After what can be called a mixed reaction to the inaugural Ironman U.S Championships in New York City, the World Triathlon Corporation decided to suspend registration to the 2013 race.
It was no secret that pulling off an Ironman event in the Big Apple was going to be tricky. Despite a sewage leak that almost cancelled the swim, Sunday morning after the Saturday race, athletes were jockeying for position to sign up for the 2013 event with a $1200 registration fee, $300 more than the 2012 event and almost double the price tag of Ironman- Madison.
Popularity is one thing, athlete safety and delivering a quality experience is another and when push came to shove the team at the World Triathlon Corporation made the right decision, albeit difficult, and decided to suspend the race and refund the money of the athletes who had already signed up.
I have been at the eye of the hurricane when a race doesn’t live up the expectation of the athletes and let me tell you that it is a painful, heart aching experience to let down the people that put their trust in your hands. It stays with you, it keeps you up at night and also motivates you to make sure it never happens again.
Balancing an event from a neighborhood fun run, to a chocolate themed 10K to the Ironman is like balancing a mountain on a pin head, it ain’t easy. Race directors all around the world do it because this is their passion, this is their art form and their form of adrenaline.
For months,even years, race directors work for one day. A day filled with permits, teamsters., crooked aldermen, porta- potties, snow fences, jumbo-trons, aid station, parking spaces, volunteers, closed streets, bands, generators, finishers medals and a thousand other details that can come crashing down on them with one bolt of lightning in the air or broken sewage pipe.
Because at the end of the day, hot chocolate doesn’t matter, finishers medals don’t matter, Elvis singing doesn’t matter, what is at the top of the priority list, above a gimmick and the experience, is the safety of each and every athlete in their race. If that’s compromised, it’s over before it begins.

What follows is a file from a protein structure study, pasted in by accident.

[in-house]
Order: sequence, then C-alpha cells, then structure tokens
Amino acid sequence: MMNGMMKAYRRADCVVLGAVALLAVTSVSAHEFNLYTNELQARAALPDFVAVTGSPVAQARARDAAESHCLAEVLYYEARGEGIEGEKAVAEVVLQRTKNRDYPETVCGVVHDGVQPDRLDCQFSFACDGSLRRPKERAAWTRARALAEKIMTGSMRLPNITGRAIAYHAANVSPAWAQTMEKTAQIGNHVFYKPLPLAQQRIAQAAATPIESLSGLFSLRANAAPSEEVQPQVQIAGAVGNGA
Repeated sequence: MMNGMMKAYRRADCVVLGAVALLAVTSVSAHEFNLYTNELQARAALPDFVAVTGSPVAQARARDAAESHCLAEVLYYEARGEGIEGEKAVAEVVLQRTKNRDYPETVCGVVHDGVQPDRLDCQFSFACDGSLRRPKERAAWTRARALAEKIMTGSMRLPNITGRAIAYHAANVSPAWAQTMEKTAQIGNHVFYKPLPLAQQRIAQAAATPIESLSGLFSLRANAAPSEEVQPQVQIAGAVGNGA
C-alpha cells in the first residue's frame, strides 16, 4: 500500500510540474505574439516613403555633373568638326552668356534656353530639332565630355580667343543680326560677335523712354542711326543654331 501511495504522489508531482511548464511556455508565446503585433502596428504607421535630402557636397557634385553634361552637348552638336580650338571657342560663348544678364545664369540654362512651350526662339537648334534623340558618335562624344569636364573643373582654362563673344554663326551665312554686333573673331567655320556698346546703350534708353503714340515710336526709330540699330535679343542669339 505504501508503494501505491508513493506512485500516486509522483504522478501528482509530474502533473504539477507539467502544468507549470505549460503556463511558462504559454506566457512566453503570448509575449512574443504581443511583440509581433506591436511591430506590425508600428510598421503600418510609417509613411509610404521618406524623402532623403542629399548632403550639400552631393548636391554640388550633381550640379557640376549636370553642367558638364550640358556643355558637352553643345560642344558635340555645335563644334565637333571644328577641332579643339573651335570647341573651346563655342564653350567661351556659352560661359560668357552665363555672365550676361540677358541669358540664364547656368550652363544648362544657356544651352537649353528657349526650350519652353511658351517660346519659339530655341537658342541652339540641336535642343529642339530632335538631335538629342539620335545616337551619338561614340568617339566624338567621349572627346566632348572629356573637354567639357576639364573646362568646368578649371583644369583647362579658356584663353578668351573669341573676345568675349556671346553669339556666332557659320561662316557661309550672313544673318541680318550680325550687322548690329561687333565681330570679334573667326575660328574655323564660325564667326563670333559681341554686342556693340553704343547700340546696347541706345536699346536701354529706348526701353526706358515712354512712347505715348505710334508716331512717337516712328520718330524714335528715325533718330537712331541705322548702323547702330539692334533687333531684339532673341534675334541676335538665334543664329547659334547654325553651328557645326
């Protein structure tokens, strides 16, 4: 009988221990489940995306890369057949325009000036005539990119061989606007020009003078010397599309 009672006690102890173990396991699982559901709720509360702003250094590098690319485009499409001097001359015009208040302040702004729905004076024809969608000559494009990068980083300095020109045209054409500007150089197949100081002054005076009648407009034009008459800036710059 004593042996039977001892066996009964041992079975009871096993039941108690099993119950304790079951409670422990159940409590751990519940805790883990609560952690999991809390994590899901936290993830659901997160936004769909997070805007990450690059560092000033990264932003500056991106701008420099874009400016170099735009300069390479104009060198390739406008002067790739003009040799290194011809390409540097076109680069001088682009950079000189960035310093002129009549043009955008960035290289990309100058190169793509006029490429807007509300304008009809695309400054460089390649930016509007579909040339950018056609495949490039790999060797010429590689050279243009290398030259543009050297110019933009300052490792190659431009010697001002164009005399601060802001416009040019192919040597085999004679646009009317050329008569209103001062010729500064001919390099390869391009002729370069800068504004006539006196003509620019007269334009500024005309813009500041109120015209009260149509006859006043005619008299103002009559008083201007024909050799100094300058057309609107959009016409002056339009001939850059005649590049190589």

As a marketing guy, when people would ask me, "what’s the best thing about the Hot Chocolate race series?" I would jump into a list of things that were all about the experience: chocolate, bands, hoodies, a 70 foot arch and on and on. Ask race director Brandon Presern the same question and the answer remains the same, “safety.”
The World Triathlon Corporation has come under fire lately, many people say they are diluting the brand, doing a snatch and grab with as many races as they can and constantly raising the price of registration. They could have sold this race out and proceeded forward with another sell out. What they did took guts and shows that even the big kids on the block still remember where they came from.
Here is a quote from their statement online:
It has always been our policy at Ironman races in North America to open registration for the following year’s race the day after the event so that athletes and volunteers can gain guaranteed entry before general registration opens. We followed that policy yesterday for the 2013 Aquadraat Sports Ironman U.S. Championship. In retrospect, it was a mistake. We should have taken the time to listen to our athletes, partners and municipalities before we opened registration.
By suspending registration, we are taking the time to do that now. We need to work with all of our partners over the next several weeks to ensure that this event can be conducted in the way that our athletes expect and deserve.
To read the full statement click here.